For our last day in Kyoto, we decided to head to Nijo Castle and the famous Fushimi Inari shrine. Our first stop was Nijo Castle, which was really close to our Airbnb. After dropping our bags off at the train station lockers, we headed for the castle. The castle is a really famous example of architecture from Japan's feudal period, and was built in 1603. The start and end of the shogun period took place in this castle, which is super interesting. It also contains the famous nightingale floors, which make noises as you walk through. This was probably the only place we went to that had an admission fee, but it was a very reasonable 600 yen (around $5.50 USD). However, while the history of the castle is incredibly interesting, I found it to be a bit of a let down. The rooms were completely empty and the original paintings on the walls had been taken down and replaced with temporary replacements while we were there. I found it to be a bit disappointing overall. Even the grounds were less interesting than, for example, the ones at the Golden Temple because they were far more manicured and didn't show off Kyoto's natural beauty. Overall, I'd still recommend making the trip to the castle but I wouldn't dedicate much time to it.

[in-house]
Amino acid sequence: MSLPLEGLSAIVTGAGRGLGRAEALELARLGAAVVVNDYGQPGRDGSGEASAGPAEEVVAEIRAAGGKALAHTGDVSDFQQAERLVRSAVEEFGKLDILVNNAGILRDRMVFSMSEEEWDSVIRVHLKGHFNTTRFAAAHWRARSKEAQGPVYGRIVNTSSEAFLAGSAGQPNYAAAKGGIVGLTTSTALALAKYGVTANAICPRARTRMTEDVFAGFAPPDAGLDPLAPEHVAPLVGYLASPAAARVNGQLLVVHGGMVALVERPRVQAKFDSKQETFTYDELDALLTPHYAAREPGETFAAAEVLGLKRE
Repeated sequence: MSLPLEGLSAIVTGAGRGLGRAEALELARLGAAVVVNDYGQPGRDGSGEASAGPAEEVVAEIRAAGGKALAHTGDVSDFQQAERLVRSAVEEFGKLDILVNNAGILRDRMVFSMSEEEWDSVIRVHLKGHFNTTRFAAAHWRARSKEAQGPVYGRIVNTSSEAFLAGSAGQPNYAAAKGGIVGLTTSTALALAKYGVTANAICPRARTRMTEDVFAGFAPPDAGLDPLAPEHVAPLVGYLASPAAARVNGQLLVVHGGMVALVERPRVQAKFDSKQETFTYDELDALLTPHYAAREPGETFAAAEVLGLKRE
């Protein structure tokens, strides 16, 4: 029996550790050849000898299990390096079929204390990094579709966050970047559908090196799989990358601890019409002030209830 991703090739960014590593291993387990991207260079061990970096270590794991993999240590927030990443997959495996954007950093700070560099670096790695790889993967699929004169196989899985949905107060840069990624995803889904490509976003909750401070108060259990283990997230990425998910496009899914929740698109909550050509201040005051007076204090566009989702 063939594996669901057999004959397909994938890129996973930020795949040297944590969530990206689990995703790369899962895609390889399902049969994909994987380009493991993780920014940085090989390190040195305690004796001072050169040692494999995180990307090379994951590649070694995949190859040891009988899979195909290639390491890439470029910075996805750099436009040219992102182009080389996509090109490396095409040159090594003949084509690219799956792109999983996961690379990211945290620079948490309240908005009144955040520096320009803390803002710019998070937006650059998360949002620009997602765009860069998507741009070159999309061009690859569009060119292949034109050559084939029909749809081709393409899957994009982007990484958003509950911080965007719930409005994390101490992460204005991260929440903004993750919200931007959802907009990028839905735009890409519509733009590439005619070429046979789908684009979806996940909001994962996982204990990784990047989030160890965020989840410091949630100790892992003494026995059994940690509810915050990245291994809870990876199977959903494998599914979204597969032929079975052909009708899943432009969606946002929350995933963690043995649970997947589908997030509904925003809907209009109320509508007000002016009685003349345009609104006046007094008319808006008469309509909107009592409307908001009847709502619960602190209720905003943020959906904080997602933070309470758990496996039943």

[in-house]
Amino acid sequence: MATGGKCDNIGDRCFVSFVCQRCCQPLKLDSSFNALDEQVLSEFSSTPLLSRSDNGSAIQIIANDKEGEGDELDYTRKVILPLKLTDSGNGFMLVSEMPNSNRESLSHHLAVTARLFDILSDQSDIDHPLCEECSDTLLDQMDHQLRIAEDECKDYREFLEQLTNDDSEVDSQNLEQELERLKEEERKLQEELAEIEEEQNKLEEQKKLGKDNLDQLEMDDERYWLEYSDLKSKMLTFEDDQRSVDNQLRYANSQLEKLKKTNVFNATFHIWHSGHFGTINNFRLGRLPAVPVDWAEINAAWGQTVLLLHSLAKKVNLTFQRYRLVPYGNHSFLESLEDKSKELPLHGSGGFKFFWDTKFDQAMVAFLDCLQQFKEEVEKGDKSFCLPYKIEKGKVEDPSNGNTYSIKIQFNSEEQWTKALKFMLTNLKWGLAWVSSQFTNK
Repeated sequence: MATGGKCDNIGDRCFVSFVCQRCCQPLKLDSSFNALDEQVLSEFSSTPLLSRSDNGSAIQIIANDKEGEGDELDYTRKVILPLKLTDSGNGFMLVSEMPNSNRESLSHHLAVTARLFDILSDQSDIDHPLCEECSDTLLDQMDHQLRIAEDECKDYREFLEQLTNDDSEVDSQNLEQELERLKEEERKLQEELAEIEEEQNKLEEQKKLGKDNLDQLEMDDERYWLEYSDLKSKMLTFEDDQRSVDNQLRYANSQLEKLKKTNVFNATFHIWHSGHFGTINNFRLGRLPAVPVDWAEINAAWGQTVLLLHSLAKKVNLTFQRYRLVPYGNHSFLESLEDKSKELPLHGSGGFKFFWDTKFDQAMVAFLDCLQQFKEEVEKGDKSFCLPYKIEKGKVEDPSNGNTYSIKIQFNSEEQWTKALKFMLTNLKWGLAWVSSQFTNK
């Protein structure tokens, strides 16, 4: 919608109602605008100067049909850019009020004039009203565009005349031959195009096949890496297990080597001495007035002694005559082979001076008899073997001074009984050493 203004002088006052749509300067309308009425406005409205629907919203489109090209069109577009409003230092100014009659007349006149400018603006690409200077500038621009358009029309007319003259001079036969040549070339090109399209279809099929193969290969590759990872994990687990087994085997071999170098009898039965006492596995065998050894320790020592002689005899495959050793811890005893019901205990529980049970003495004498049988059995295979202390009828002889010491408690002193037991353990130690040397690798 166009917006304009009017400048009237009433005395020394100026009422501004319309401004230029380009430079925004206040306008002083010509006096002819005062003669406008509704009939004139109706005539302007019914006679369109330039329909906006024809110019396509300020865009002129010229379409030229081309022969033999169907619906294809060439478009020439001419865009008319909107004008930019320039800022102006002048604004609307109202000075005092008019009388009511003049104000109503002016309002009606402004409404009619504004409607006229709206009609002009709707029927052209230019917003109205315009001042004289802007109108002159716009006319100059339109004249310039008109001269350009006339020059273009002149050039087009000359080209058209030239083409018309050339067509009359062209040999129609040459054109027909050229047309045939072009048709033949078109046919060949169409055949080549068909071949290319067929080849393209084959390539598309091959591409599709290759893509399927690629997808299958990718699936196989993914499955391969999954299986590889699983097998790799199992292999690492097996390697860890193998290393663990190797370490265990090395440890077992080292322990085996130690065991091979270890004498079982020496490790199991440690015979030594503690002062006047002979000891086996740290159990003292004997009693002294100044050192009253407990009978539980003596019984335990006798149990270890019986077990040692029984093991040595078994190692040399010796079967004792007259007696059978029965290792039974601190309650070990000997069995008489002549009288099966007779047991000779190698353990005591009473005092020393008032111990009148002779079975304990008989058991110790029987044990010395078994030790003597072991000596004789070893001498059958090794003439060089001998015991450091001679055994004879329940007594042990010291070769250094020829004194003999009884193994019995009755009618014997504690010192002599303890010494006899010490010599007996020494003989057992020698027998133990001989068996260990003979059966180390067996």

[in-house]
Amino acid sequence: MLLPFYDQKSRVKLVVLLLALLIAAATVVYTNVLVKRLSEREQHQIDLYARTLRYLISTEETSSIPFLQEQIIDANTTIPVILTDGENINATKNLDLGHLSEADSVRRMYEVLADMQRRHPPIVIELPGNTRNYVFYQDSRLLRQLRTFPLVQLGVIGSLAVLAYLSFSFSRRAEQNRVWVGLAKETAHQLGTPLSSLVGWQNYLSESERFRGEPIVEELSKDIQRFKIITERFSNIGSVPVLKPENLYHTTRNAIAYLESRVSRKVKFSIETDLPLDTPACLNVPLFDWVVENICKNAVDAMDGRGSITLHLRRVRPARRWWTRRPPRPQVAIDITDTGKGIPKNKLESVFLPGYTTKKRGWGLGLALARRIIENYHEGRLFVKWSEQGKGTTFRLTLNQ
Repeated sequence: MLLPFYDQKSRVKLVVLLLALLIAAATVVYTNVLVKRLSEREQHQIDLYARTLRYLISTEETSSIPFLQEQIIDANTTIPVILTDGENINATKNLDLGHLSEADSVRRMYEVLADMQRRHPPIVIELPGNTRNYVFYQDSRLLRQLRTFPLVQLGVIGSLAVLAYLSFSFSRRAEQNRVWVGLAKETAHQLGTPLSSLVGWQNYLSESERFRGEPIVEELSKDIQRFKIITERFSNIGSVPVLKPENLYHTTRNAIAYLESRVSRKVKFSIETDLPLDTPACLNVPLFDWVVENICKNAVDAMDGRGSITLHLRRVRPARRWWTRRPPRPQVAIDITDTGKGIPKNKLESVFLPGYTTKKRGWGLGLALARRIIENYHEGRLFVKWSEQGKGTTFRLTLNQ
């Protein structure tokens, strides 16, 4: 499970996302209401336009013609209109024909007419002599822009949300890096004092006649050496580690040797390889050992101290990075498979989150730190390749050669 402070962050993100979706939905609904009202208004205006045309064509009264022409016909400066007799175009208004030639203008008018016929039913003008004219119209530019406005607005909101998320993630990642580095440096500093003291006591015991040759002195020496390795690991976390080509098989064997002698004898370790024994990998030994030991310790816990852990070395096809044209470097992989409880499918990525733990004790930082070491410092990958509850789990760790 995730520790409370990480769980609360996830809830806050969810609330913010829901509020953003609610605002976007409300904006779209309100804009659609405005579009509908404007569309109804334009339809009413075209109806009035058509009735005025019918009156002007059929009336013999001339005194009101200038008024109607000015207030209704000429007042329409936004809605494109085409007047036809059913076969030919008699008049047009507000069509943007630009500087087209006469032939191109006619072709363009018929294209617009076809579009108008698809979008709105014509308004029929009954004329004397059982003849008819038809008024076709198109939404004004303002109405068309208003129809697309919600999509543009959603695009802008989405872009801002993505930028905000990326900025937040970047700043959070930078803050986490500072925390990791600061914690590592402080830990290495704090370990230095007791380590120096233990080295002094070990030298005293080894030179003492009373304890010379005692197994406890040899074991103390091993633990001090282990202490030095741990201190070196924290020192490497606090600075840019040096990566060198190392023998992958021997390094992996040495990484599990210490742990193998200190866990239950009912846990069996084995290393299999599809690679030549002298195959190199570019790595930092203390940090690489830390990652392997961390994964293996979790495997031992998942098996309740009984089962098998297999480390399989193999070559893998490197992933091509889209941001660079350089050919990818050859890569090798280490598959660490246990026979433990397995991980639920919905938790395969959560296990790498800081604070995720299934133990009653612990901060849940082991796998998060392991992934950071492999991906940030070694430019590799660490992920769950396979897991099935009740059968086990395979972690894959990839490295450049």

After the castle, we headed out for lunch at one of the most outrageous restaurants I've ever been to: Fire Ramen. At first, I thought the name had something to do with the spice level of the ramen or something like that. I was completely wrong: they literally set your ramen on FIRE in front of you. It was so crazy. The man running the place was so friendly and clearly really into what he did, and he even had selfie sticks set up in the back so that you could film your ramen being set on fire. While they keep the process a secret, the fire is definitely not underwhelming and was equal parts terrifying and fascinating to watch. The food itself was also pretty good, and the sides such as fried rice and gyoza were so tasty. Overall, the experience itself was amazing and I'd highly recommend going for a super fun, affordable lunch option! It may not be traditional but it was definitely super unique and we all had a blast doing it as well as sending the videos to friends and family (many who were surprised we still had eyebrows left after the whole ordeal).